Memory for Flu Facts and Myths and Effects on Vaccine Intentions
|First Received Date ICMJE||February 23, 2006|
|Last Updated Date||February 23, 2006|
|Start Date ICMJE||March 2005|
|Primary Completion Date||Not Provided|
|Current Primary Outcome Measures ICMJE
||Memory for truth of information in a flyer.|
|Original Primary Outcome Measures ICMJE||Same as current|
|Change History||No Changes Posted|
|Current Secondary Outcome Measures ICMJE
||Intention to get flu vaccine in upcoming season.|
|Original Secondary Outcome Measures ICMJE||Same as current|
|Current Other Outcome Measures ICMJE||Not Provided|
|Original Other Outcome Measures ICMJE||Not Provided|
|Brief Title ICMJE||Memory for Flu Facts and Myths and Effects on Vaccine Intentions|
|Official Title ICMJE||"Myths and Facts" About the Flu: Health Education Campaigns Can Reduce Vaccination Intentions|
Objectives: To determine whether people systematically misremember the “myths” (false information) as true, and to assess effects on perceptions of risk and behavioral intentions.
Public information campaigns often warn people about false and unreliable medical claims by juxtaposing “myths” and “facts.” The effectiveness of such communications has rarely been assessed. We assessed whether people systematically misremember the “myths” (false information) as true, and to assess effects on perceptions of risk and behavioral intentions.
In an experimental study, participants read either a published CDC flyer on “Facts and Myths” about the flu vaccine, or a “Facts Only” version; a separate control group read no flyer. Participants completed the outcome measures either immediately or after 30 minutes.
Primary measures were memory for information about the flu presented in the flyer, ratings of perceived risks associated with the flu, and personal intentions to get vaccinated in the upcoming season.
After a delay of 30 minutes, participants who read the “Facts and Myths” flyer systematically misremembered myths as facts. Both versions of the flyer had the immediate effect of increasing intentions to get a flu vaccine, compared to the control group. After 30 minutes, however, participants who read the “Facts and Myths” flyer reported lower intentions to get vaccinated, compared to those who read the same flyer with no delay, and compared to all participants who read the “Facts Only” flyer.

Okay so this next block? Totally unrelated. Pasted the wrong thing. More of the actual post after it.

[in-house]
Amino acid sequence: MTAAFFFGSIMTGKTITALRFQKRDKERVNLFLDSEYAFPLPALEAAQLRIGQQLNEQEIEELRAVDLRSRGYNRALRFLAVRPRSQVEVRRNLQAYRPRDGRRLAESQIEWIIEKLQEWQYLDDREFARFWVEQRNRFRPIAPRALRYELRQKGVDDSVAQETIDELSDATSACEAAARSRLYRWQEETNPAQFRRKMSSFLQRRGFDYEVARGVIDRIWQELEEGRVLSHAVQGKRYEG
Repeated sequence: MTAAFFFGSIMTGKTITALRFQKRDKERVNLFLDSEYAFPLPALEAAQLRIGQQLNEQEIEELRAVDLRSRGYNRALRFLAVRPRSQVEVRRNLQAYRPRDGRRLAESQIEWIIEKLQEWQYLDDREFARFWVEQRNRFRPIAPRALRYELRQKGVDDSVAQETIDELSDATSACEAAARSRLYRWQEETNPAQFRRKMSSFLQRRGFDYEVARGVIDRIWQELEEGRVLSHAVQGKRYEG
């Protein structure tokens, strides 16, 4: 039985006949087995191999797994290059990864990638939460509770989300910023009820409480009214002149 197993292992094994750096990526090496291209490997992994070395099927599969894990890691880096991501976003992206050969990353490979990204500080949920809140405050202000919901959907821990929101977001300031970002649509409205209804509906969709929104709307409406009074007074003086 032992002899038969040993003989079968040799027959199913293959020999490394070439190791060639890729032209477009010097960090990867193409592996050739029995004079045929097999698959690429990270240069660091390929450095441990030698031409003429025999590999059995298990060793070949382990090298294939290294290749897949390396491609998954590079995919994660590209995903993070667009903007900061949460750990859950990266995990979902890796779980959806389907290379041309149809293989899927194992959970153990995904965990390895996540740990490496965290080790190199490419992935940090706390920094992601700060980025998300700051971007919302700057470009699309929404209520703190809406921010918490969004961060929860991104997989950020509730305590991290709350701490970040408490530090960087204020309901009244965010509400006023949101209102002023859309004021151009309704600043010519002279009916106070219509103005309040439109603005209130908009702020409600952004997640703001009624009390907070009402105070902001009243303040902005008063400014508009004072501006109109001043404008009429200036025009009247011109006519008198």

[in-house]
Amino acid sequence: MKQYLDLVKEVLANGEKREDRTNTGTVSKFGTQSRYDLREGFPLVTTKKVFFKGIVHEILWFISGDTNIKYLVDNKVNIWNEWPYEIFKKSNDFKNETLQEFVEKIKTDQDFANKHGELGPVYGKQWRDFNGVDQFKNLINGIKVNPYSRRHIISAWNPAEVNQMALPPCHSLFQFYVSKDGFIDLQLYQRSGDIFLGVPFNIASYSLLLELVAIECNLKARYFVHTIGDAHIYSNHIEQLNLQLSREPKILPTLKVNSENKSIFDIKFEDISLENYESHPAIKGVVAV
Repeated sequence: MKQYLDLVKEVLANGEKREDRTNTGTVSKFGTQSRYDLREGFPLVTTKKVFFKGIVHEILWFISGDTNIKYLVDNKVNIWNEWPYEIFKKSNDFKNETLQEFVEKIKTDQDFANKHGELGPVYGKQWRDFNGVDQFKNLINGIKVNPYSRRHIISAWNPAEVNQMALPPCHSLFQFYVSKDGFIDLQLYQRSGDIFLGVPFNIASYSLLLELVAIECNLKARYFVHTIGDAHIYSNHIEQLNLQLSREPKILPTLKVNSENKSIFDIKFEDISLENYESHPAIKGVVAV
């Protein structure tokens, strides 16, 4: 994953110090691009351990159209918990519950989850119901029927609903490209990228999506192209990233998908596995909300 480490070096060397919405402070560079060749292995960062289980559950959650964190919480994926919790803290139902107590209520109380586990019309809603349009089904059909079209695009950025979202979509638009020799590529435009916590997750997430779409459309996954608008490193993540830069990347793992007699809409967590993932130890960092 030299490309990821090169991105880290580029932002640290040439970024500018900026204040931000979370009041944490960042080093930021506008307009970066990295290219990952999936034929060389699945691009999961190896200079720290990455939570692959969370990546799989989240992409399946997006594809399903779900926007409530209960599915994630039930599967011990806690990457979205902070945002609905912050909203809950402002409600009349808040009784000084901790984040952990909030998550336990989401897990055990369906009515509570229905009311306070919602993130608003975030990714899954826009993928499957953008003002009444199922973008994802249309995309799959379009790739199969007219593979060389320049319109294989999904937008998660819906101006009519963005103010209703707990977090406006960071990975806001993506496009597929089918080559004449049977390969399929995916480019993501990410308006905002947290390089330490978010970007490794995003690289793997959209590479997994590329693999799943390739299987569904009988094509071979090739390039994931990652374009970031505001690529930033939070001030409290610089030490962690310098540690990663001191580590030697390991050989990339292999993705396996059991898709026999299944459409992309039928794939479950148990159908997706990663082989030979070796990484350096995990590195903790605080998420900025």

In sum, people show a bias to think that incompletely remembered information is true, turning “myths” into “facts.” Hence public information campaigns should emphasize information that is true. Repeating false information, even as a warning, can create the unintended consequence of belief in the information.
|Study Type ICMJE||Interventional|
|Study Phase||Not Provided|
|Study Design ICMJE||Allocation: Randomized
Endpoint Classification: Efficacy Study
Intervention Model: Factorial Assignment
Primary Purpose: Educational/Counseling/Training
|Condition ICMJE||Influenza Vaccines|
|Intervention ICMJE||Behavioral: Memory for truth|
|Study Arm (s)||Not Provided|
|Publications *||Not Provided|
* Includes publications given by the data provider as well as publications identified by ClinicalTrials.gov Identifier (NCT Number) in Medline.
|Recruitment Status ICMJE||Completed|
|Completion Date||June 2005|
|Primary Completion Date||Not Provided|
|Eligibility Criteria ICMJE||
|Ages||18 Years to 26 Years|
|Accepts Healthy Volunteers||Yes|
|Contacts ICMJE||Contact information is only displayed when the study is recruiting subjects|
|Location Countries ICMJE||United States, Canada|
|NCT Number ICMJE||NCT00296270|
|Other Study ID Numbers ICMJE||RIR13914|
|Has Data Monitoring Committee||Not Provided|
|Responsible Party||Not Provided|
|Study Sponsor ICMJE||University of Michigan|
|Collaborators ICMJE||Not Provided|
|Information Provided By||University of Michigan|
|Verification Date||February 2006|
ICMJE Data element required by the International Committee of Medical Journal Editors and the World Health Organization ICTRP